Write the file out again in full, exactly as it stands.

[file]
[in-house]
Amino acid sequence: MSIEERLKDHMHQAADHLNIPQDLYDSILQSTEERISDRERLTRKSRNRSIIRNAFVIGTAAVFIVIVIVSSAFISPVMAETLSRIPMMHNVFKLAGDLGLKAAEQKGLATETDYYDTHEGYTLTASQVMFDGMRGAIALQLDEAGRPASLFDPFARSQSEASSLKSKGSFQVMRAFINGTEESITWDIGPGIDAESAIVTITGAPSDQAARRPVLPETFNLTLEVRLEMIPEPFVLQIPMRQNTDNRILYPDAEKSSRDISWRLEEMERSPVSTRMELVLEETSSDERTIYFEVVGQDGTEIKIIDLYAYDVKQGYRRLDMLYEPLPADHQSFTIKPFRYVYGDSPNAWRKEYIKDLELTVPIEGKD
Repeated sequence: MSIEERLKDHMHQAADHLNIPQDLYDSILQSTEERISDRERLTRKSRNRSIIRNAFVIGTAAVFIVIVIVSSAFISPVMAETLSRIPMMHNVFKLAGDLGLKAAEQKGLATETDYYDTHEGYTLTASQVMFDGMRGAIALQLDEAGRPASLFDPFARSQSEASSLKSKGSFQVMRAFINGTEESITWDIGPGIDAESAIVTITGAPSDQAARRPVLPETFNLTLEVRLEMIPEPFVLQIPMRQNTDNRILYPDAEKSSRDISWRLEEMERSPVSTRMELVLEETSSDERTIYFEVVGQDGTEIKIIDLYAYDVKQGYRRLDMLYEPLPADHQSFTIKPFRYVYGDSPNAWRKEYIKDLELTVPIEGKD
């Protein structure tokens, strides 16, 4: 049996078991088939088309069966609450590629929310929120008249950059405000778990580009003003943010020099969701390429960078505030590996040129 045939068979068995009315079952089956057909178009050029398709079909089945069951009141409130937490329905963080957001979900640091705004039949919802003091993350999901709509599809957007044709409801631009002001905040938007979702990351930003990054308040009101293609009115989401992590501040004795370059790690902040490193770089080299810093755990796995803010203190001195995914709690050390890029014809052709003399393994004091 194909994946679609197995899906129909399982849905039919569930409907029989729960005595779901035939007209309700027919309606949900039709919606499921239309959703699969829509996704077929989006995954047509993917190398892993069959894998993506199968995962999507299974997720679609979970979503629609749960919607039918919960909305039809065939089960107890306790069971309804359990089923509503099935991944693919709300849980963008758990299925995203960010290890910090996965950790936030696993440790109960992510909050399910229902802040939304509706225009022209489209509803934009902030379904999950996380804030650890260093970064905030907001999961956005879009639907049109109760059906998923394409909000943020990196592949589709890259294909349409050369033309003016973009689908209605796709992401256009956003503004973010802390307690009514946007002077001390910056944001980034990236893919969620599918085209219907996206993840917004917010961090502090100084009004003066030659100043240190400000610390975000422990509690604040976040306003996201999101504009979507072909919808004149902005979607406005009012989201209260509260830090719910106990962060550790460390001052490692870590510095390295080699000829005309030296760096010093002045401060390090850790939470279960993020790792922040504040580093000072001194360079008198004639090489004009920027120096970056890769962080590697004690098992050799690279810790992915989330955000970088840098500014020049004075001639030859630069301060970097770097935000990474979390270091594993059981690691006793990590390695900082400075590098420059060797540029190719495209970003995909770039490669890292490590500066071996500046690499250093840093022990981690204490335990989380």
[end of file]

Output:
[in-house]
Amino acid sequence: MSIEERLKDHMHQAADHLNIPQDLYDSILQSTEERISDRERLTRKSRNRSIIRNAFVIGTAAVFIVIVIVSSAFISPVMAETLSRIPMMHNVFKLAGDLGLKAAEQKGLATETDYYDTHEGYTLTASQVMFDGMRGAIALQLDEAGRPASLFDPFARSQSEASSLKSKGSFQVMRAFINGTEESITWDIGPGIDAESAIVTITGAPSDQAARRPVLPETFNLTLEVRLEMIPEPFVLQIPMRQNTDNRILYPDAEKSSRDISWRLEEMERSPVSTRMELVLEETSSDERTIYFEVVGQDGTEIKIIDLYAYDVKQGYRRLDMLYEPLPADHQSFTIKPFRYVYGDSPNAWRKEYIKDLELTVPIEGKD
Repeated sequence: MSIEERLKDHMHQAADHLNIPQDLYDSILQSTEERISDRERLTRKSRNRSIIRNAFVIGTAAVFIVIVIVSSAFISPVMAETLSRIPMMHNVFKLAGDLGLKAAEQKGLATETDYYDTHEGYTLTASQVMFDGMRGAIALQLDEAGRPASLFDPFARSQSEASSLKSKGSFQVMRAFINGTEESITWDIGPGIDAESAIVTITGAPSDQAARRPVLPETFNLTLEVRLEMIPEPFVLQIPMRQNTDNRILYPDAEKSSRDISWRLEEMERSPVSTRMELVLEETSSDERTIYFEVVGQDGTEIKIIDLYAYDVKQGYRRLDMLYEPLPADHQSFTIKPFRYVYGDSPNAWRKEYIKDLELTVPIEGKD
């Protein structure tokens, strides 16, 4: 049996078991088939088309069966609450590629929310929120008249950059405000778990580009003003943010020099969701390429960078505030590996040129 045939068979068995009315079952089956057909178009050029398709079909089945069951009141409130937490329905963080957001979900640091705004039949919802003091993350999901709509599809957007044709409801631009002001905040938007979702990351930003990054308040009101293609009115989401992590501040004795370059790690902040490193770089080299810093755990796995803010203190001195995914709690050390890029014809052709003399393994004091 194909994946679609197995899906129909399982849905039919569930409907029989729960005595779901035939007209309700027919309606949900039709919606499921239309959703699969829509996704077929989006995954047509993917190398892993069959894998993506199968995962999507299974997720679609979970979503629609749960919607039918919960909305039809065939089960107890306790069971309804359990089923509503099935991944693919709300849980963008758990299925995203960010290890910090996965950790936030696993440790109960992510909050399910229902802040939304509706225009022209489209509803934009902030379904999950996380804030650890260093970064905030907001999961956005879009639907049109109760059906998923394409909000943020990196592949589709890259294909349409050369033309003016973009689908209605796709992401256009956003503004973010802390307690009514946007002077001390910056944001980034990236893919969620599918085209219907996206993840917004917010961090502090100084009004003066030659100043240190400000610390975000422990509690604040976040306003996201999101504009979507072909919808004149902005979607406005009012989201209260509260830090719910106990962060550790460390001052490692870590510095390295080699000829005309030296760096010093002045401060390090850790939470279960993020790792922040504040580093000072001194360079008198004639090489004009920027120096970056890769962080590697004690098992050799690279810790992915989330955000970088840098500014020049004075001639030859630069301060970097770097935000990474979390270091594993059981690691006793990590390695900082400075590098420059060797540029190719495209970003995909770039490669890292490590500066071996500046690499250093840093022990981690204490335990989380």